The engines have a couple of things going for them. One is the power-to- weight ratio. For instance the VGT500 measures 31" long, 32" wide, 38" high and weighs 992 lbs. That should make it a good replacement for big-block gasoline engines and good for small boats that don't want a lot of extra weight.
Secondly, they are said to be very quiet. In one case Duramax Marine engines were put on airboats in an Alaska bird sanctuary after gas engines proved to be too noisy. The Duramax engines were quiet enough that the birds weren't disturbed.
An interesting feature is the electronic control unit. Marinediesel uses its own ECU in the marinizing package, so some things can be programmed into the ECU that normally couldn't be. For instance, the military wanted an engine with two horsepower options — a combat mode and a patrol mode.
The Duramax engine being used could be set up for dual horsepower. One setting was for 450 horsepower and another for 500. Flip a switch to go from one to the other.
Anyway, check it out. You can visit Performance Diesel online at www.performancediesel.com or call them at (281) 464-2345.Add a comment Add a comment
Written by Michael Crowley
Thursday, 29 January 2015
It's Thursday, Jan. 29, two days after the Northeast's first blizzard of 2015 ripped its way up the coast. If winter wasn't in the air before it sure is now.
Winds over 50 miles an hour generated near whiteout conditions in some spots and left 2 to 3 feet of snow on the ground. In Massachusetts coastal homes were flooded from surging seas and when a seawall collapsed in Marshfield.
Yet at first glance there doesn't seem to be much damage to the Northeast's fishing community. A quick call to the Coast Guard found the only incidents related to the storm involved broken moorings for fishermen in New Hampshire and Maine. Things didn't seem to be much worse for Massachusetts, Rhode Island and Connecticut though that hadn't been confirmed.
It could have been a lot worse. Sure, it can always be a lot worse, but I'm talking WORSE — the February Gale of 1862.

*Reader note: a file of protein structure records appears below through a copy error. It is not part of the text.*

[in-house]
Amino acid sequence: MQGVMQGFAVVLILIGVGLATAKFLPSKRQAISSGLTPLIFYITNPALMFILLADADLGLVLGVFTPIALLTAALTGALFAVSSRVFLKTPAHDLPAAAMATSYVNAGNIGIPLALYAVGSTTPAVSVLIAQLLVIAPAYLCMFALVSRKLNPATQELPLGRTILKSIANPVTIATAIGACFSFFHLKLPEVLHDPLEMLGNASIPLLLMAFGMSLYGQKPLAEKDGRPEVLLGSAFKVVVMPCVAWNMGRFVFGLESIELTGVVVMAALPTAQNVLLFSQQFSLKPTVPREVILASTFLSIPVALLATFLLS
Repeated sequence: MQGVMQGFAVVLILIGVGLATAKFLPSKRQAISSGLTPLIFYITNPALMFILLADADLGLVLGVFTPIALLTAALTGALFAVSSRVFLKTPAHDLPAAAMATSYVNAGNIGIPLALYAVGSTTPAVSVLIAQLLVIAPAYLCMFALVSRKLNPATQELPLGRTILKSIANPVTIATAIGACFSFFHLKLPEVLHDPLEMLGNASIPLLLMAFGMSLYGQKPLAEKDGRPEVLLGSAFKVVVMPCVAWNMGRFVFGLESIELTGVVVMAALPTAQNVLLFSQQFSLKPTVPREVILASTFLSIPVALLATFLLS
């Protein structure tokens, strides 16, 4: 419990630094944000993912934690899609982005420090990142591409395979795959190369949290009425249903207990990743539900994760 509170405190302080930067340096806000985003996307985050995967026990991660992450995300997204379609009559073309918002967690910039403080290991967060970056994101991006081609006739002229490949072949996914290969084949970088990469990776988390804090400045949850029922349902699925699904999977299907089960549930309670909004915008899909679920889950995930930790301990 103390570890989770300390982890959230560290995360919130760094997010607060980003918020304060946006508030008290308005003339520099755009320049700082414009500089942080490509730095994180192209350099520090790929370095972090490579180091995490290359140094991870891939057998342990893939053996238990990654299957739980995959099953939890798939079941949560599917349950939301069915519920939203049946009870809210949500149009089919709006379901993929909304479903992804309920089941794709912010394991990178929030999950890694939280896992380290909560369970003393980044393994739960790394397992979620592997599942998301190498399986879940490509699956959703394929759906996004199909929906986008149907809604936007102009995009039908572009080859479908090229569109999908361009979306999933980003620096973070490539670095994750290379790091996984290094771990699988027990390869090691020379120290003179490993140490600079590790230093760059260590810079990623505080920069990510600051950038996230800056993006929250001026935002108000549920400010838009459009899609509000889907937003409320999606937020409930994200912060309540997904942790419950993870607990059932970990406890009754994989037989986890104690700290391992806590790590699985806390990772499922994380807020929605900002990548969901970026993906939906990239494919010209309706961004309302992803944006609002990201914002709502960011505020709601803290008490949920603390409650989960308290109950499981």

Feb. 24 of that year, some 70 schooners out of Gloucester were anchored in close proximity on Georges Bank when a storm blew down out of the Northwest.
It came on so quickly there wasn't time to heave up anchors and run for deeper water to get away from one another. So they did what they could: post two lookouts, one on the fore gaff and another on the main, out of the way of boarding seas. Both were peering to windward — with snow and sleet driving at them, nearly blinding them, spray freezing against eyes, beards and hair — hoping to discern a vessel drifting down on them. If the boat could be seen soon enough, their anchor cable could be cut and a collision avoided. If the vessel couldn't be seen soon enough, the gale force winds would send the drifting schooner careening into the anchored vessel and both would probably sink.
Collisions happened a lot on Feb. 24, 1862. Thirteen schooners and their crews disappeared. Two more were abandoned and their crews rescued by other vessels. The human toll: 120 men, leaving 70 widows and 140 fatherless children.
George Procter's "The Fishermen's Memorial and Record Book" (originally published by Proctor Brothers, Gloucester, 1873) lists all 13 schooners and the crews that were lost, along with the value of the boat and what it was insured for.